Module 4 - Schizophrenia and Other Psychoses

What happens to people who have schizophrenia?

With appropriate treatment most people recover from their first psychotic episode although this usually takes several months or longer as most acute episodes last 3 to 6 months. However some people will never recover and over 80% will have further episodes. In the longer term 30% of people may have persistent symptoms that are largely resistant to treatment and have significant problems in looking after themselves. About 10% recover and have no further problems and the rest fall in the middle of these 2 extremes. Medication is the mainstay of treatment for positive symptoms and is usually effective to a greater or lesser degree. Negative symptoms are more difficult to shift and often mean that the person needs a lot of support to engage in activities and may need help to attend to basic functions such as self- care.

Reviewing Medication

People with intellectual disability may not know that they can request that their medication be changed, reduced or discontinued and may continue to take medication for many years. Medication may have been commenced many years before for reasons that are no longer apparent. The GP may have continued to prescribe medication and if the person does not see a psychiatrist regularly the need for ongoing medication may not be reviewed. Many people with intellectual disability receive treatment and have never had a mental illness. On the other hand there may have been a clear episode of illness in the past but this is not clear because the records from that time are incomplete or unavailable and the treating clinician is no longer involved.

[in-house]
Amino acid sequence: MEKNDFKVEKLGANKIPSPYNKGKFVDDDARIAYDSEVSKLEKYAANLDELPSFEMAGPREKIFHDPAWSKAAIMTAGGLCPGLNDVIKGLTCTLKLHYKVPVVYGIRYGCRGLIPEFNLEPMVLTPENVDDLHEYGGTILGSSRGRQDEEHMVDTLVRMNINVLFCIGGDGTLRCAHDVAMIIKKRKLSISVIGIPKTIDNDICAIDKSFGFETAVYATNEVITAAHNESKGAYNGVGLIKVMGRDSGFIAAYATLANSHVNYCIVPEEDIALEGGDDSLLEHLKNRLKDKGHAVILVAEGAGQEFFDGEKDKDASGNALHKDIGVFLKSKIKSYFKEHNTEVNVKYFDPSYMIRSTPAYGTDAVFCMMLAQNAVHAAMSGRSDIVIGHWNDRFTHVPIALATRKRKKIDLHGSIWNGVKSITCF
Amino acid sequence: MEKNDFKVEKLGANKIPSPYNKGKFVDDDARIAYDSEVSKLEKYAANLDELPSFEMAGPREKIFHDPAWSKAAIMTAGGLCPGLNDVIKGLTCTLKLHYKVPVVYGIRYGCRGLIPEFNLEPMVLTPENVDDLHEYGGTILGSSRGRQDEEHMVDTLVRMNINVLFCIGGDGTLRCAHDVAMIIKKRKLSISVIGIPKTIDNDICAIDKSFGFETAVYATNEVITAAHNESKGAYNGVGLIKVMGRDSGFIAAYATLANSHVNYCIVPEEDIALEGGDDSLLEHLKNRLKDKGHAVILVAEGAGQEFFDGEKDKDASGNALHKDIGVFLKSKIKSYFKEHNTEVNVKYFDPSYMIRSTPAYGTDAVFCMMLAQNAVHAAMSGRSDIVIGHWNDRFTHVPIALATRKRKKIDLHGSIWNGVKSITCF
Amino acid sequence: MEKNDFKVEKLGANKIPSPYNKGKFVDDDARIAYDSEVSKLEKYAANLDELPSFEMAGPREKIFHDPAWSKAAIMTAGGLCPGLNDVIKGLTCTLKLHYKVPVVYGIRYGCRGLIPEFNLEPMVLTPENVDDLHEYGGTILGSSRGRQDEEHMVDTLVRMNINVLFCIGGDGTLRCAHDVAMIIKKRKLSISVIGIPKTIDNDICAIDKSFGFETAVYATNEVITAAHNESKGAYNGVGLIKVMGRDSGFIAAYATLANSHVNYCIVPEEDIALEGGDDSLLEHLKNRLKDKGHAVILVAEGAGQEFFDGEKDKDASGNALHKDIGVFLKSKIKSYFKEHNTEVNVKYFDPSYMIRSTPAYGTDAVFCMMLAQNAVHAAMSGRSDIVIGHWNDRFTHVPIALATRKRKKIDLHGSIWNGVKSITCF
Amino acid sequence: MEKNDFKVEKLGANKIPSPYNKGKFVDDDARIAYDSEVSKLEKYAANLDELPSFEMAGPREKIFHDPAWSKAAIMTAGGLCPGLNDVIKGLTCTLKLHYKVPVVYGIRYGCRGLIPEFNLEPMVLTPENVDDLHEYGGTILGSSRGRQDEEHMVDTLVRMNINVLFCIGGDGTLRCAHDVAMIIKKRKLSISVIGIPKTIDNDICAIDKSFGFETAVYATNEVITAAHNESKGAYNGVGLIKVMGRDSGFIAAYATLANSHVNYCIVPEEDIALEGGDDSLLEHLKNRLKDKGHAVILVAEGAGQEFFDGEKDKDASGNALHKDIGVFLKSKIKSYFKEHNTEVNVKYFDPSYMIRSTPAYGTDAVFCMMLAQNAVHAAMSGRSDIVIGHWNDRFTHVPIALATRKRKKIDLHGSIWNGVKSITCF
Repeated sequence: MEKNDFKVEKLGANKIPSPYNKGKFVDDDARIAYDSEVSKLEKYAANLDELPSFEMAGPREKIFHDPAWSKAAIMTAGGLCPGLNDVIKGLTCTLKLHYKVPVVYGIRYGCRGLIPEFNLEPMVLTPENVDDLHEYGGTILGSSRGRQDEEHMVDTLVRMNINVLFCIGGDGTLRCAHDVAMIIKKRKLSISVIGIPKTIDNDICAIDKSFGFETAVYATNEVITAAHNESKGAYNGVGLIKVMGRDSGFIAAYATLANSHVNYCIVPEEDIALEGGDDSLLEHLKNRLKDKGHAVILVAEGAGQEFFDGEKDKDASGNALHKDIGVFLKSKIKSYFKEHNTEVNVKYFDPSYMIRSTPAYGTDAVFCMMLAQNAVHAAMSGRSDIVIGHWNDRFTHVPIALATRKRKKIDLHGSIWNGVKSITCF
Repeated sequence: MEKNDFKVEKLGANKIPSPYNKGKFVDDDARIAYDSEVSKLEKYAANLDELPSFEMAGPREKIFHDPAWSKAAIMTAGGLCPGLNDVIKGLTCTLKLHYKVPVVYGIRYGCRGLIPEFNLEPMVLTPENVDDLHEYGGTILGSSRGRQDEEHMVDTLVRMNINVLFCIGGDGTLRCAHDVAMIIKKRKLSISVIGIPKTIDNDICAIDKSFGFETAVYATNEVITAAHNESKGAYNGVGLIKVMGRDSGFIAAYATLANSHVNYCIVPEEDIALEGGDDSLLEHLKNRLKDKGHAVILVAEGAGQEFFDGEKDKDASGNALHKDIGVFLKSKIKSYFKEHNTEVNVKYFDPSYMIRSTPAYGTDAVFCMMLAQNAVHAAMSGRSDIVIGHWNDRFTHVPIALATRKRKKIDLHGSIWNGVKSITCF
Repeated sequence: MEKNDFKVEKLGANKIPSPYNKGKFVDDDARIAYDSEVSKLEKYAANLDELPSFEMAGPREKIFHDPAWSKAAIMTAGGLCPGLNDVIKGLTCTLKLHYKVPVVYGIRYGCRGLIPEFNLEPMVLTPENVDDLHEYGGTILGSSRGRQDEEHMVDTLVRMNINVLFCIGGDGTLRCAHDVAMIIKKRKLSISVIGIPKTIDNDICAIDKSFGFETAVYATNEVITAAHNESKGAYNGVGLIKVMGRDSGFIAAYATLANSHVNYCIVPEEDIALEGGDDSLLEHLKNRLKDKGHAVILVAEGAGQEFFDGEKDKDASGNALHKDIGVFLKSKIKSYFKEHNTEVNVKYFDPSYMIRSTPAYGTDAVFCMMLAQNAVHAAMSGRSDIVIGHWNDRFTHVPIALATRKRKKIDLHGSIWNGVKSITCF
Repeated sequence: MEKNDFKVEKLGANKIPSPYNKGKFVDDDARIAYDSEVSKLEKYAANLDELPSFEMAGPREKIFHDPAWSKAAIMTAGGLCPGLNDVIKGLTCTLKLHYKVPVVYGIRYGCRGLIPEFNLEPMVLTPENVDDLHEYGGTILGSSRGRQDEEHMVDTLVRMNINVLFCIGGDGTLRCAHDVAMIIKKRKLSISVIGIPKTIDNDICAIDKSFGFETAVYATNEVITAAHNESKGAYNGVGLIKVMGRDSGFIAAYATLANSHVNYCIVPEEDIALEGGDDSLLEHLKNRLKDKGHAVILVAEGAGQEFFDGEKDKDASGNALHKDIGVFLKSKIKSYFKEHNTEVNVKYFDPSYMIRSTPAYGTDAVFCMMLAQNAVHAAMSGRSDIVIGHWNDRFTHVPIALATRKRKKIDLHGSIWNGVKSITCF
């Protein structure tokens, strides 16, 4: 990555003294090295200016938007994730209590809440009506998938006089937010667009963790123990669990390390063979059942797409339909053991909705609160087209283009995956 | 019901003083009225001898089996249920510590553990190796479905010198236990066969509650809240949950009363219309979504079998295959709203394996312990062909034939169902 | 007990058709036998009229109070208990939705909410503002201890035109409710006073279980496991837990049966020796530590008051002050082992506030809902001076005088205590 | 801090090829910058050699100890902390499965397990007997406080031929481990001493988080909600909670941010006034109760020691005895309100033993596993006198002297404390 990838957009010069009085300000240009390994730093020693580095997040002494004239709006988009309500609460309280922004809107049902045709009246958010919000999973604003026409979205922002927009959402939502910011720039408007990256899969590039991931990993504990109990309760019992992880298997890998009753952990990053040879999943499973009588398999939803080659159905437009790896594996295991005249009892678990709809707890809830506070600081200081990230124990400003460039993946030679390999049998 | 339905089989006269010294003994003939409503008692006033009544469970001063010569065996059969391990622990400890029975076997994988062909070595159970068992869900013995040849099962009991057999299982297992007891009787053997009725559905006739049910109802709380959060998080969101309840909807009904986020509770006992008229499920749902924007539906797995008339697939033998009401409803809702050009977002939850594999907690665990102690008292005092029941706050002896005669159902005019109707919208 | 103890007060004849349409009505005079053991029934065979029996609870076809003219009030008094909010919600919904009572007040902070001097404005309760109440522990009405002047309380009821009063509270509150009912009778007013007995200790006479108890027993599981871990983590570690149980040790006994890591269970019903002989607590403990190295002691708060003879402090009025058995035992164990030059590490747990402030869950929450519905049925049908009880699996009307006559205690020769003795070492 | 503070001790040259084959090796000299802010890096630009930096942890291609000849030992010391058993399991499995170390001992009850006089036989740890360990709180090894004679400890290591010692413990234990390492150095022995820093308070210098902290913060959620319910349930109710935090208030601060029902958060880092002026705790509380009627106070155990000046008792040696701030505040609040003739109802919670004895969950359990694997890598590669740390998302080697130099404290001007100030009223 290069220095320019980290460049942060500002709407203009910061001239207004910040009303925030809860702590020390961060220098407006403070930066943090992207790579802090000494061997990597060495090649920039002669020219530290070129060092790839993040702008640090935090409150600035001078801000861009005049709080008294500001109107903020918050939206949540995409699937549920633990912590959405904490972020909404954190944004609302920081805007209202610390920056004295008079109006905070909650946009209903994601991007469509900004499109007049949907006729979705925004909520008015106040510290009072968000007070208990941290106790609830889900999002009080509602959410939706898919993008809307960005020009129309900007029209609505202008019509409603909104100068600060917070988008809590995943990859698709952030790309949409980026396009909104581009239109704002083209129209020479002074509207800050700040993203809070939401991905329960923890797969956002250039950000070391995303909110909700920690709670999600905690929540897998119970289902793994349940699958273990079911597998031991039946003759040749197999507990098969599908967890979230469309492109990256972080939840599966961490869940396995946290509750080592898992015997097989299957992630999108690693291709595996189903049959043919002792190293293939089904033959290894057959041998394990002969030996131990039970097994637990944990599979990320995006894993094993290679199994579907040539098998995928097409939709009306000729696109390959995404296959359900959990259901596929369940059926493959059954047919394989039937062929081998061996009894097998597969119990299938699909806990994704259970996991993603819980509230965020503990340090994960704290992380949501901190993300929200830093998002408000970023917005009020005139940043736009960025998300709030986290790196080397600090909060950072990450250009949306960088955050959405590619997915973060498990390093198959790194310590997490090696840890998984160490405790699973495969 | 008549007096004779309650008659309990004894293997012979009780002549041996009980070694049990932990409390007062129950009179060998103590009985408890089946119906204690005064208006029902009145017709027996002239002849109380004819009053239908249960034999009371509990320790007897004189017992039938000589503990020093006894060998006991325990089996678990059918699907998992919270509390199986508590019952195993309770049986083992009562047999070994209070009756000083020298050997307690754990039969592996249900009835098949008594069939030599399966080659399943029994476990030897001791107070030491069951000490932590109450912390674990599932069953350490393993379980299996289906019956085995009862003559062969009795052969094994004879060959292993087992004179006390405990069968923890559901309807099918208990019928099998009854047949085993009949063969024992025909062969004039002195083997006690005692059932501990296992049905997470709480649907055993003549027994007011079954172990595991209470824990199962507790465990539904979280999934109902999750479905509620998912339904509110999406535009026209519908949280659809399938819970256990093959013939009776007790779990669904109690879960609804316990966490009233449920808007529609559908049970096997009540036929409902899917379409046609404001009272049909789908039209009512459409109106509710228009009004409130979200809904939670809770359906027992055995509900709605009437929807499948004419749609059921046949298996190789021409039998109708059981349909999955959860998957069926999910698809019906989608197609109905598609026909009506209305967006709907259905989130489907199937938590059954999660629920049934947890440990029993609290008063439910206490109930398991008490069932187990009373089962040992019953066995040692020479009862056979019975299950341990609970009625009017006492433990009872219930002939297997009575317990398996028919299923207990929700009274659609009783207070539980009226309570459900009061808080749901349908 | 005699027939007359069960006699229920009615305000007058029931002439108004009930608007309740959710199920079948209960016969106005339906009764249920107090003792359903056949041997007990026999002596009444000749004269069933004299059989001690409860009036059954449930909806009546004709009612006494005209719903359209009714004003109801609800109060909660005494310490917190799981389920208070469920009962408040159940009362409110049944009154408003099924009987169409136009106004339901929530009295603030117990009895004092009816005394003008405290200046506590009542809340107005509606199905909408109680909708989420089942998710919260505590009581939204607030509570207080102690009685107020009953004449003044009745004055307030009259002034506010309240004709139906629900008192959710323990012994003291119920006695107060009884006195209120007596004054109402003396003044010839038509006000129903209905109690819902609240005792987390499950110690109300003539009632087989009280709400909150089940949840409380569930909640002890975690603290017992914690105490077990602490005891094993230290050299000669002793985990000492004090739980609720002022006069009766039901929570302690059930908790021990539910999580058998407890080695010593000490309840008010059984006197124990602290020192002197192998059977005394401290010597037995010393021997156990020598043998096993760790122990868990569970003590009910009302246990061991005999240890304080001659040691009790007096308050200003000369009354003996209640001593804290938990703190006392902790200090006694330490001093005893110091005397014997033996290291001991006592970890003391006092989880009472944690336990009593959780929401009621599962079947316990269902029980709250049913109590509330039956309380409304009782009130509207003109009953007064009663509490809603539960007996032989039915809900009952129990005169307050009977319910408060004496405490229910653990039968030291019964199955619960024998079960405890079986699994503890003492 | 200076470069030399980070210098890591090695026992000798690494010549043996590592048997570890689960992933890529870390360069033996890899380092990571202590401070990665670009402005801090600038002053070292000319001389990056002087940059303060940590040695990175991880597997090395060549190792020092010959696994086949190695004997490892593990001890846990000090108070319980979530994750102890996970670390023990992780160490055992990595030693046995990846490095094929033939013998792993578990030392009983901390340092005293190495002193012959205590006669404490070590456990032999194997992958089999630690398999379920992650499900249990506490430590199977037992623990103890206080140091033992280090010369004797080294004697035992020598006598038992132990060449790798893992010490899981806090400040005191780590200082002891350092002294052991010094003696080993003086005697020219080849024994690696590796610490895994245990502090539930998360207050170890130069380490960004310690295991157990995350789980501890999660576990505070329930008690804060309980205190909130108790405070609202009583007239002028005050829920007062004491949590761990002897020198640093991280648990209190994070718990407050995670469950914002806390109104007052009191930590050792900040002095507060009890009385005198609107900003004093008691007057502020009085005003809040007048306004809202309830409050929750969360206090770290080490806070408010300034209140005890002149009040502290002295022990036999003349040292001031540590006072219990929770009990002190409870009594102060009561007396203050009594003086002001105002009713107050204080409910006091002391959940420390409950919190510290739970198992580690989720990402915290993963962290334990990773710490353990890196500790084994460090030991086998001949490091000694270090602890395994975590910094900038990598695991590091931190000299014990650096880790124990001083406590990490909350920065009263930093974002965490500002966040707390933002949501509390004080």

Discontinuing Medicaion

The decision to discontinue medication should not be made without careful consideration and if medication is to be reduced this should be done gradually and with regular review. It is important to keep an open mind, particularly if there are limited case records available, and a tapered reduction of medication over several months is the usual approach. On discontinuation of medication there is the potential for the person to develop an acute psychotic episode and only at that point will it be possible to distinguish between a person receiving effective treatment with antipsychotic medication and a person receiving medication inappropriately when they do not have a mental illness. Studies of antipsychotic medication withdrawal in people with intellectual disability have shown that stopping medication can lead to high levels of physical and mental ill health. Furthermore, recommencing treatment may be only partially successful in restoring the person’s mental health. General practitioners may not believe they have the experience necessary to discontinue long term medication and specialist psychiatric review and monitoring with education of the person, their carers and other medical practitioners may be required.  
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